toward the wellbore.

Pressure
Reservoir pressure --- the pressure that the reservoir fluids exert on the well at the pay zone ---
dictates how much fluid ultimately is recovered. Reservoir pressure varies throughout the
productive life of a reservoir. Initial reservoir pressure is the pressure at the time of discovery, but
there are other forces involved. These forces, or drives, include solution-gas drive, gas cap, and
waterdrive. While many pressure regimes are present and important during the life of a well,
pressure differential toward the wellbore is essential for fluid flow during completion and
production.

Stability
Reservoir stability can affect the initial completion as well as repairs or recompletions throughout
a reservoirs life. Many geologically young formations lack sufficient strength for formation
coherency during all phases of production. These younger rocks often require stabilizing, or sand-
control, types of completions to support the formation while allowing it to flow fluids.

Compartmentalization
Compartmentalization is the division of a reservoir into compartments that are partially or fully
pressure isolated by faults, permeability or porosity pinchouts, folding, shale streaks, barriers, or
other factors. The more that is known about these reservoir characteristics and their interactions
with one another, the better the chances of selecting the optimal pay, deciding where to place the
wellbore, and establishing the critical link between the wellbore and the formation. 3

Types of Completions
There are three primary inflow completion types: natural, stimulated, and sand control. Natural
completions are those in which little or no stimulation is required for production. Sandstone and
carbonate systems with good permeability and mechanical stability are prime candidates for
natural completions. Stimulated completions generally are applied to improve the natural
drainage patterns of hard, low-permeability formations or to remove barriers within the formation
that prevent easy passage of fluids into the wellbore. Acidizing and hydraulic fracturing are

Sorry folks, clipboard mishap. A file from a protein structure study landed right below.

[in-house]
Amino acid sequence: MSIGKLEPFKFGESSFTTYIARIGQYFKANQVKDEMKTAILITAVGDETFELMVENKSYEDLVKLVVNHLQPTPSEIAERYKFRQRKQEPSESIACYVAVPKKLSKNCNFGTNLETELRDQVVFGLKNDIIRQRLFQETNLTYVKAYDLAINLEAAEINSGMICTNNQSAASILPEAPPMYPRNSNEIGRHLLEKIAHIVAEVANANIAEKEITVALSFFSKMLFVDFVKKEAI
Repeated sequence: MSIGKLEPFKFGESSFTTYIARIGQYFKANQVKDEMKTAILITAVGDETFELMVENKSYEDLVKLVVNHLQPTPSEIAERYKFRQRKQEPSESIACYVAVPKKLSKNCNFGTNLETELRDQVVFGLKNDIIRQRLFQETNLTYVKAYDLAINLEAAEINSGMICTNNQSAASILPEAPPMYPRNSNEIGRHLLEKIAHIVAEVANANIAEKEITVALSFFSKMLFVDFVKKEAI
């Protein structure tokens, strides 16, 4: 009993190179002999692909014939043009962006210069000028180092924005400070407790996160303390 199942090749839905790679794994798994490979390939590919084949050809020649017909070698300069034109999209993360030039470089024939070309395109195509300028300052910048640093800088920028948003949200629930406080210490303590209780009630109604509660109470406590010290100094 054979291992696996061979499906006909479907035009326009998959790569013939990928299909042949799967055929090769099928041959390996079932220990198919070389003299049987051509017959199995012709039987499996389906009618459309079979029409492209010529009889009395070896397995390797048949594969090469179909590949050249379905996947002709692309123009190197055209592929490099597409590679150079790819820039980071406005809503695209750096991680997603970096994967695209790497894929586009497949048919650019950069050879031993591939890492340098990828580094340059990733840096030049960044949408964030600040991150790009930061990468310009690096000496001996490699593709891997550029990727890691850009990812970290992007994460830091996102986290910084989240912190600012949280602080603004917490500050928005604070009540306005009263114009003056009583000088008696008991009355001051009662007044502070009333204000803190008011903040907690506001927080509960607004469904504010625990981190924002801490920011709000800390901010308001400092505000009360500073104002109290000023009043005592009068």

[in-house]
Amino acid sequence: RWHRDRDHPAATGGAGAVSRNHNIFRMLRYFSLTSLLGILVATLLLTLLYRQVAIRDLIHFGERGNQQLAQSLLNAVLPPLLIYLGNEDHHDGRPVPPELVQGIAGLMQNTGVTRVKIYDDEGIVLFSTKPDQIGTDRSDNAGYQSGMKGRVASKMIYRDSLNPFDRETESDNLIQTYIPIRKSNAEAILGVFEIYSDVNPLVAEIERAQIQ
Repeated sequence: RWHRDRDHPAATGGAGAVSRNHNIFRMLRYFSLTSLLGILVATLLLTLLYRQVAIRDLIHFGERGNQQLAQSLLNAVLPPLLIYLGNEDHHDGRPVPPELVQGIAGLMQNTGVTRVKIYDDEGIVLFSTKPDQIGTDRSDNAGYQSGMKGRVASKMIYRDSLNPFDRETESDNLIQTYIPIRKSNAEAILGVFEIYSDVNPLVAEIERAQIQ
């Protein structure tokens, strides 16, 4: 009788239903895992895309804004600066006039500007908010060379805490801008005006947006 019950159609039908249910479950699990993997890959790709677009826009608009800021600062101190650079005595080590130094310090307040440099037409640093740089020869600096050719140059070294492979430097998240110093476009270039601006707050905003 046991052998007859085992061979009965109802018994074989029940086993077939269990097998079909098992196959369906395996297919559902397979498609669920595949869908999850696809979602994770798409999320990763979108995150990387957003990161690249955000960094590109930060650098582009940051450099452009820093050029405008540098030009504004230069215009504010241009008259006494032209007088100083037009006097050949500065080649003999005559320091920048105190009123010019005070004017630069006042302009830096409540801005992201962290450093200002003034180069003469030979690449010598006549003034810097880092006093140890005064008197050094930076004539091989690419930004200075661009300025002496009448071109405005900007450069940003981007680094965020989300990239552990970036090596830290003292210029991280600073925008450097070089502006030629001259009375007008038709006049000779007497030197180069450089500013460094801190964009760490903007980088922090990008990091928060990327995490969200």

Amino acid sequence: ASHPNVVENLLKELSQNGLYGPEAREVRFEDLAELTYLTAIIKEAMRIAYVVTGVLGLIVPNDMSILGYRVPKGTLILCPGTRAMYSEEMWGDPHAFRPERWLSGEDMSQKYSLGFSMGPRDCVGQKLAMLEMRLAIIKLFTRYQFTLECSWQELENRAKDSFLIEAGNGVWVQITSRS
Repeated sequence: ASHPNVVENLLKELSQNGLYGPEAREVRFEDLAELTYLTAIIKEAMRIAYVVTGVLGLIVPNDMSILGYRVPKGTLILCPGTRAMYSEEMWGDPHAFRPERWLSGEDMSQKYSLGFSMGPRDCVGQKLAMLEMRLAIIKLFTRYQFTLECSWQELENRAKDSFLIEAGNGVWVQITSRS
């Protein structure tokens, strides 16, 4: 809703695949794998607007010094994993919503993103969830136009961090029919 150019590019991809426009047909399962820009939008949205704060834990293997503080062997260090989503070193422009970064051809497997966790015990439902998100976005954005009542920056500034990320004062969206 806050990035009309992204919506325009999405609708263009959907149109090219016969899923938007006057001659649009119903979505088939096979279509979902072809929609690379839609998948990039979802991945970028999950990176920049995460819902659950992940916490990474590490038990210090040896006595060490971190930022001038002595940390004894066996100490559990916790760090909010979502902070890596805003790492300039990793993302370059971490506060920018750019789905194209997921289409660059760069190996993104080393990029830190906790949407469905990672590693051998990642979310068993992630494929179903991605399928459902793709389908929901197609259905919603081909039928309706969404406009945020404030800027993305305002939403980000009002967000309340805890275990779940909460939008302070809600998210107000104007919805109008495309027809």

examples of stimulated completions. Sand-control completions are performed in young,
unconsolidated or less mechanically competent sandstones to support the formation while
allowing it to flow fluids.

Letting Oil In: The First Priority


Originally well completion was thought to mean nothing more than drilling into the pay and letting
it flow. However, it quickly became apparent that oil does not have any inherent ability to expel
itself from a reservoir, but rather must be displaced from a porous formation to a wellbore. 4 Thus,
the concept of creating and stimulating paths of least resistance to the wellbore evolved.

Nitroglycerin Shooting
As early as the 1860s, hard, tight oil sands in Pennsylvania were being shot with gunpowder, then
nitroglycerin, to rubblize or shatter the rock at the bottom of the wellbore. The practice of
shooting explosives increased flow, but the increase was often temporary, and the wellbore was
often destroyed. The process was also dangerous. Nonetheless, explosive fracturing continued to
be the basic method of stimulating wells until the 1930s.

Early Acidizing
Acid was first used for well stimulation in 1895 by the Ohio Oil Co. 6 Hydrocloric acid (HCL) was
pumped into the microscopic flow channels of limestone formations to dissolve the rock and
enlarge the passages.7 The treatment was effective, but the well casing was severely corroded.
Acidizing declined in popularity until the 1930s, when inhibitors were added to the acid to protect
tubulars and treating equipment.

Perforating
Perforating creates a direct link between the wellbore and the producing formation by placing
holes through the casing and the cement sheath that surrounds it.